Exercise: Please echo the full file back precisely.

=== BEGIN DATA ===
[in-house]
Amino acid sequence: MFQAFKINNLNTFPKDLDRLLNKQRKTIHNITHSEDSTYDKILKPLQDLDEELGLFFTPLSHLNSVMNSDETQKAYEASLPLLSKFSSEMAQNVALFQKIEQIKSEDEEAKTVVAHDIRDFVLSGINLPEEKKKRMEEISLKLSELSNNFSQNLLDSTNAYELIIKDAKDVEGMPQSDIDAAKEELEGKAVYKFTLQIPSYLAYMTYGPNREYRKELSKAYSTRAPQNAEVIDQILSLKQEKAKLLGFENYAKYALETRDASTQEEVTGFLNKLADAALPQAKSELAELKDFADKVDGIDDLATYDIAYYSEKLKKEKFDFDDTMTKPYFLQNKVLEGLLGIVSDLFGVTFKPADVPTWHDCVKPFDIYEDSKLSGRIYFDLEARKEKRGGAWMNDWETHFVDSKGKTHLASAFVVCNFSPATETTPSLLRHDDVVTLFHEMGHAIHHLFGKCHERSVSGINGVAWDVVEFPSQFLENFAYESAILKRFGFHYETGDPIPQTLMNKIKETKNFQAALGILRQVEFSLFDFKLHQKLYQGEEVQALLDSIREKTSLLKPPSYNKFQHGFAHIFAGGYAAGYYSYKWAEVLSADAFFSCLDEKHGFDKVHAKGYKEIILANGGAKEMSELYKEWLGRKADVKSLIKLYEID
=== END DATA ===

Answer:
[in-house]
Amino acid sequence: MFQAFKINNLNTFPKDLDRLLNKQRKTIHNITHSEDSTYDKILKPLQDLDEELGLFFTPLSHLNSVMNSDETQKAYEASLPLLSKFSSEMAQNVALFQKIEQIKSEDEEAKTVVAHDIRDFVLSGINLPEEKKKRMEEISLKLSELSNNFSQNLLDSTNAYELIIKDAKDVEGMPQSDIDAAKEELEGKAVYKFTLQIPSYLAYMTYGPNREYRKELSKAYSTRAPQNAEVIDQILSLKQEKAKLLGFENYAKYALETRDASTQEEVTGFLNKLADAALPQAKSELAELKDFADKVDGIDDLATYDIAYYSEKLKKEKFDFDDTMTKPYFLQNKVLEGLLGIVSDLFGVTFKPADVPTWHDCVKPFDIYEDSKLSGRIYFDLEARKEKRGGAWMNDWETHFVDSKGKTHLASAFVVCNFSPATETTPSLLRHDDVVTLFHEMGHAIHHLFGKCHERSVSGINGVAWDVVEFPSQFLENFAYESAILKRFGFHYETGDPIPQTLMNKIKETKNFQAALGILRQVEFSLFDFKLHQKLYQGEEVQALLDSIREKTSLLKPPSYNKFQHGFAHIFAGGYAAGYYSYKWAEVLSADAFFSCLDEKHGFDKVHAKGYKEIILANGGAKEMSELYKEWLGRKADVKSLIKLYEID